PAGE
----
Thailand will OBSERVE a year of mourning following the death of King Bhumibol Adulyadej on Oct. 13. The Thai king was 88 years old and had been head of the country for 70 years—he was the world’s longest reigning monarch.

King Bhumibol’s son, the Crown Prince Maha Vajiralongkorn, is set to become the new king on Dec. 1, but his coronation will happen at a later time. He is expected to adopt a new constitution.

Thailand has strict laws that prevent criticism of (or even talking about) the prince or the succession. Prince Vajiralongkorn may not be as popular as his father, whose long reign was seen as a stabilizing force in a country that has seen military coups and political upheaval.

Thailand is a constitutional monarchy that has had a military-run government since 

May 2014. The country was known as Siam until 1939. It is the only Southeast Asian country to never have been colonized by a European country.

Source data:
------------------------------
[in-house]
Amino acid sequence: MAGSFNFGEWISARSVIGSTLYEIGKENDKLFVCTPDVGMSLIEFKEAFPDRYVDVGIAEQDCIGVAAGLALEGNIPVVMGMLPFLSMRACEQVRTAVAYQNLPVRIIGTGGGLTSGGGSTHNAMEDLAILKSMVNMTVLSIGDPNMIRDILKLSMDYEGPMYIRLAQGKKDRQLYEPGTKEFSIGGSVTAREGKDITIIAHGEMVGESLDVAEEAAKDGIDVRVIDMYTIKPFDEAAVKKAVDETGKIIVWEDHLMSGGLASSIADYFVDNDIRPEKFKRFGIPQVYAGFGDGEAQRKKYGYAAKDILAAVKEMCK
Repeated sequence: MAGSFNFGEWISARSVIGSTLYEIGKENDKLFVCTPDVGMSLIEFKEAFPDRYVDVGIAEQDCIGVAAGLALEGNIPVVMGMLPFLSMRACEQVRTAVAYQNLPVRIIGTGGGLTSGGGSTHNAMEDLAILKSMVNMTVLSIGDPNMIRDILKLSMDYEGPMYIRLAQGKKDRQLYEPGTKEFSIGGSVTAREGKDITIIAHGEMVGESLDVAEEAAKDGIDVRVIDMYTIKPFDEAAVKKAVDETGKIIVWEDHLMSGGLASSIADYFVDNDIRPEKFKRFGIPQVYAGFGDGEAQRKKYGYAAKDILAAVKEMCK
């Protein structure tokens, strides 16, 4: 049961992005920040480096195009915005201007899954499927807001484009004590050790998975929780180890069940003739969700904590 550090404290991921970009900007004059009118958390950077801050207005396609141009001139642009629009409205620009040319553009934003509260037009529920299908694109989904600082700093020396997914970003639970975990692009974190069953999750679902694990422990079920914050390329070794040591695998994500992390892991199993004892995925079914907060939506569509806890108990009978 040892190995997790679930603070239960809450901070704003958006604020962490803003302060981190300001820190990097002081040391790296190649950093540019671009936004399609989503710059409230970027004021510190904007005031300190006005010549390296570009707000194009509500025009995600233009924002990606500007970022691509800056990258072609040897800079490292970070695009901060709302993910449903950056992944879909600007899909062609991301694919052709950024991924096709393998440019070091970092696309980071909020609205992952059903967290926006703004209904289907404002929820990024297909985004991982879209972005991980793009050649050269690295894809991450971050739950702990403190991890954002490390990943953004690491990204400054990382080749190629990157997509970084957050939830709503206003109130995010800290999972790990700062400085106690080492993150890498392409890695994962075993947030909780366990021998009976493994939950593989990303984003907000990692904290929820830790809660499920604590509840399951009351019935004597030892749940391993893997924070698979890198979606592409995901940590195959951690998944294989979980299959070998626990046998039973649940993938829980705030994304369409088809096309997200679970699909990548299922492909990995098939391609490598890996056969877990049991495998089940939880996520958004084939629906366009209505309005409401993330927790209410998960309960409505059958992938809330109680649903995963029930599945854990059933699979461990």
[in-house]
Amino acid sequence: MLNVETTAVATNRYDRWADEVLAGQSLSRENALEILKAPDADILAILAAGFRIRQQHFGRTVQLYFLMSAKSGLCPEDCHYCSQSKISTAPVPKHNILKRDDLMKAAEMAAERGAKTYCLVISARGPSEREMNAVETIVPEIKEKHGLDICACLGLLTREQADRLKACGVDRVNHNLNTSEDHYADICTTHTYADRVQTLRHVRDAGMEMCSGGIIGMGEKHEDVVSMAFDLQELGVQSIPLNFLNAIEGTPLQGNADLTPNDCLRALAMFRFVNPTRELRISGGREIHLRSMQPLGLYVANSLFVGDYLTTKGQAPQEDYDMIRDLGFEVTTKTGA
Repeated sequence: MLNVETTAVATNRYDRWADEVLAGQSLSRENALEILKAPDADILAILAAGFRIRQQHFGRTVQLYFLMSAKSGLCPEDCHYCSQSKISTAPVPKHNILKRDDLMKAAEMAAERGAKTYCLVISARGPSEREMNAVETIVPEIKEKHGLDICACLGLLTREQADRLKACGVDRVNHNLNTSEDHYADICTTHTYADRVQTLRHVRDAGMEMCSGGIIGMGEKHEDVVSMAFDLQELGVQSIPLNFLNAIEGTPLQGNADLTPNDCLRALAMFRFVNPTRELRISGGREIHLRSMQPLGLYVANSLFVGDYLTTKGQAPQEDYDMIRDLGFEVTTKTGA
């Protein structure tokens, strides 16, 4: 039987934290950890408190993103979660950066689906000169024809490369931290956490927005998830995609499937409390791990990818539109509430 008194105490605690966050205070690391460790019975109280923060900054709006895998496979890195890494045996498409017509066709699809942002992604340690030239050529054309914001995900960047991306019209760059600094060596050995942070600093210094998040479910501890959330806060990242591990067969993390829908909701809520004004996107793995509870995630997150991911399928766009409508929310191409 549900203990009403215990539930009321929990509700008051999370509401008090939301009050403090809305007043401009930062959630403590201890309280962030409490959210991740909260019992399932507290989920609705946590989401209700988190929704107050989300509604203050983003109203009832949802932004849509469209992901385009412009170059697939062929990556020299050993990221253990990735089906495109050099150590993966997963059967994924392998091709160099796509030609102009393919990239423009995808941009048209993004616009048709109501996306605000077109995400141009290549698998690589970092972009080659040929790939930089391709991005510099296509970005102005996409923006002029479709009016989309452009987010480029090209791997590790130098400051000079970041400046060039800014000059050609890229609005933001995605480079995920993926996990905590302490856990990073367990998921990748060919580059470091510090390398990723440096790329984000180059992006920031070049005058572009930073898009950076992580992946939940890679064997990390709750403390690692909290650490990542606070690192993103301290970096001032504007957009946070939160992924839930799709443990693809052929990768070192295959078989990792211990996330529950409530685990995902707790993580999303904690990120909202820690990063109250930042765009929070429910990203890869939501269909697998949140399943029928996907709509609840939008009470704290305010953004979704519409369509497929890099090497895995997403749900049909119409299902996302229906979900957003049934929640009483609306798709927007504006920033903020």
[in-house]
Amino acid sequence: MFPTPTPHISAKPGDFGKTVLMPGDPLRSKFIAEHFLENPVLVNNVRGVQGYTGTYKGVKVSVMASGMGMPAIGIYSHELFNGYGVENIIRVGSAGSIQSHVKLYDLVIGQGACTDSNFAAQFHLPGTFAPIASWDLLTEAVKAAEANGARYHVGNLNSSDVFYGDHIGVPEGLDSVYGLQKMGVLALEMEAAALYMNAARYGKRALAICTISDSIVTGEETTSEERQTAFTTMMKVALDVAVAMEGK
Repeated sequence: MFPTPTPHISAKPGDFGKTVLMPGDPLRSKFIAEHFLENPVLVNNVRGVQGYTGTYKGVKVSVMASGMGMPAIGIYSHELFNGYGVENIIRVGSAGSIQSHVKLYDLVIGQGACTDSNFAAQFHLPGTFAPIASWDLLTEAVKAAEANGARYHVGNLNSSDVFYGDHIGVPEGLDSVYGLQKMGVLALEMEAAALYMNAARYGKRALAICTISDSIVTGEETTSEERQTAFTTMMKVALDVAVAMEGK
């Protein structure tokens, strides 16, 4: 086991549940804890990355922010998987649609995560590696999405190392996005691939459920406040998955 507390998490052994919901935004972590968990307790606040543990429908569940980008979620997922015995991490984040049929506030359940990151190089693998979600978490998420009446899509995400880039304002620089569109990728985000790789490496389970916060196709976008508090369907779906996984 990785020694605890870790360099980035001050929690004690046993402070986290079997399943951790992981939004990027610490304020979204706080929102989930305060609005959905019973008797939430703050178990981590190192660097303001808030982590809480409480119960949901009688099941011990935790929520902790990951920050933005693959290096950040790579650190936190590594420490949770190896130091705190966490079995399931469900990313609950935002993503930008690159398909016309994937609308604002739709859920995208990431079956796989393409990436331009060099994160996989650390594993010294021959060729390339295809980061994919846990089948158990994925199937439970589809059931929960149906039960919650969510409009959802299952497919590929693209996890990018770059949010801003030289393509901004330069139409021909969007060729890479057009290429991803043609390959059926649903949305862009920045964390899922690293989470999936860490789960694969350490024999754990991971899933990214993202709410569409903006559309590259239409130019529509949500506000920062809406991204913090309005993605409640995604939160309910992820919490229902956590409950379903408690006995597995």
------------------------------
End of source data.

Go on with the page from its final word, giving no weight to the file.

Thailand is about twice the size of the state of Wyoming. It has a tropical, rainy climate and gets lots of rain during the summer months, May through  September.

The rainforests are home to elephants, tigers, leopards, rhinoceros and tapirs. The elephant is the national symbol of Thailand, but there are only a few thousand elephants left in the wild.

Thailand has more than 1,430 islands. The capital city of Bangkok is known for its many canals, Buddhist temples and statues. Thailand shares a border with four other countries, Malaysia, Myanmar (formerly Burma), Laos and Cambodia.

During the first few weeks of mourning, sporting events were canceled and all the television channels in the country had programming dedicated to the late king. Regular shows will resume this month, but they are asked to be more solemn for the upcoming year. Citizens and visitors are wearing black or somber colors.

Edition: 
Phoenix
Tucson
Issue: 
November 2016